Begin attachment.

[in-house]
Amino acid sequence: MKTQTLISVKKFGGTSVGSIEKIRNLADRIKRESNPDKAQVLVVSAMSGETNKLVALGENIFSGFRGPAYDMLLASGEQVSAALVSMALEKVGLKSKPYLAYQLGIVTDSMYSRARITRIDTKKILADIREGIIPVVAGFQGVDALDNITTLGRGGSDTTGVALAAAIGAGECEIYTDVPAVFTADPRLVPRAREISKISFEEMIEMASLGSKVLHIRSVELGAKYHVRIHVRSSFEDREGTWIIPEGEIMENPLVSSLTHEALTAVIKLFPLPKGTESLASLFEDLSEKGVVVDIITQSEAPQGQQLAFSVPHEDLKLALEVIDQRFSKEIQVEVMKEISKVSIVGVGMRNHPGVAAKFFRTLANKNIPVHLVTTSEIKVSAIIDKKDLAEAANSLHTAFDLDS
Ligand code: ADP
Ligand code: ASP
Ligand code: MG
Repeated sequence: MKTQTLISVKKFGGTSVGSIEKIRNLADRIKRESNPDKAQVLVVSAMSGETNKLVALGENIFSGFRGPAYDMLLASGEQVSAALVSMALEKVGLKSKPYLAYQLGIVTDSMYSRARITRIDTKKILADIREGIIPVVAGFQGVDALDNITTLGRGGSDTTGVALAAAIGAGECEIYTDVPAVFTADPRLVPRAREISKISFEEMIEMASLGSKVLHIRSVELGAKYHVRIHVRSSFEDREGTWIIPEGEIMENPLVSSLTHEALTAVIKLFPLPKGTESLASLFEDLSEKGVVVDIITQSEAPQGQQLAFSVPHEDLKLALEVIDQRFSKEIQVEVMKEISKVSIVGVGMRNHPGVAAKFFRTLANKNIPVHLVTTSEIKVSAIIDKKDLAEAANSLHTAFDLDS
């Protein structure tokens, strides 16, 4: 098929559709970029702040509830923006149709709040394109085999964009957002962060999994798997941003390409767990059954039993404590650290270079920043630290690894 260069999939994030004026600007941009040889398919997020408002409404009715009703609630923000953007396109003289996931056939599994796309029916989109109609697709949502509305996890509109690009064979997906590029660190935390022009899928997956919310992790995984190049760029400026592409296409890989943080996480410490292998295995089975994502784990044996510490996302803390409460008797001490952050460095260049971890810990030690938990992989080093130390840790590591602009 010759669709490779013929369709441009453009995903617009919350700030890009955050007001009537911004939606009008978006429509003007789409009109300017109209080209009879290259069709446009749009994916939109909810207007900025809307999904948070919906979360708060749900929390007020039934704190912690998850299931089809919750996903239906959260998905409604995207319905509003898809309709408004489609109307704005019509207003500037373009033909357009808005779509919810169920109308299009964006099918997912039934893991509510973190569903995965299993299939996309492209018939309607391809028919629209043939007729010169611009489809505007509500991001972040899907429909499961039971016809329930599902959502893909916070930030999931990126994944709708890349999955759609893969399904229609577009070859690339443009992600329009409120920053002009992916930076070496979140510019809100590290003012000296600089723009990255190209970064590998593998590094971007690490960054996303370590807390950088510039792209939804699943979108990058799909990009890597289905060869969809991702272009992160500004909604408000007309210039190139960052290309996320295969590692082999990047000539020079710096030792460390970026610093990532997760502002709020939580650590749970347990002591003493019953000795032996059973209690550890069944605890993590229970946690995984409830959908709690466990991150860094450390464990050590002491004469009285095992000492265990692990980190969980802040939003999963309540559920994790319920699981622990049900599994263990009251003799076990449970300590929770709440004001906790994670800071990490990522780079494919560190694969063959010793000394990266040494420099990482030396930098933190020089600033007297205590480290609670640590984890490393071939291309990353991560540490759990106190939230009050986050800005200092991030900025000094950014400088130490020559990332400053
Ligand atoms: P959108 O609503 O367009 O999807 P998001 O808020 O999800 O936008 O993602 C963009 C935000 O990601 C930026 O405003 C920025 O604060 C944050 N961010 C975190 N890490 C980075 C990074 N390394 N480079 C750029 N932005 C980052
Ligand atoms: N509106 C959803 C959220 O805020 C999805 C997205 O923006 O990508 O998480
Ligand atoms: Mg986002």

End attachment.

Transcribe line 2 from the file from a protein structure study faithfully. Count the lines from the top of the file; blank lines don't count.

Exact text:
Amino acid sequence: MKTQTLISVKKFGGTSVGSIEKIRNLADRIKRESNPDKAQVLVVSAMSGETNKLVALGENIFSGFRGPAYDMLLASGEQVSAALVSMALEKVGLKSKPYLAYQLGIVTDSMYSRARITRIDTKKILADIREGIIPVVAGFQGVDALDNITTLGRGGSDTTGVALAAAIGAGECEIYTDVPAVFTADPRLVPRAREISKISFEEMIEMASLGSKVLHIRSVELGAKYHVRIHVRSSFEDREGTWIIPEGEIMENPLVSSLTHEALTAVIKLFPLPKGTESLASLFEDLSEKGVVVDIITQSEAPQGQQLAFSVPHEDLKLALEVIDQRFSKEIQVEVMKEISKVSIVGVGMRNHPGVAAKFFRTLANKNIPVHLVTTSEIKVSAIIDKKDLAEAANSLHTAFDLDS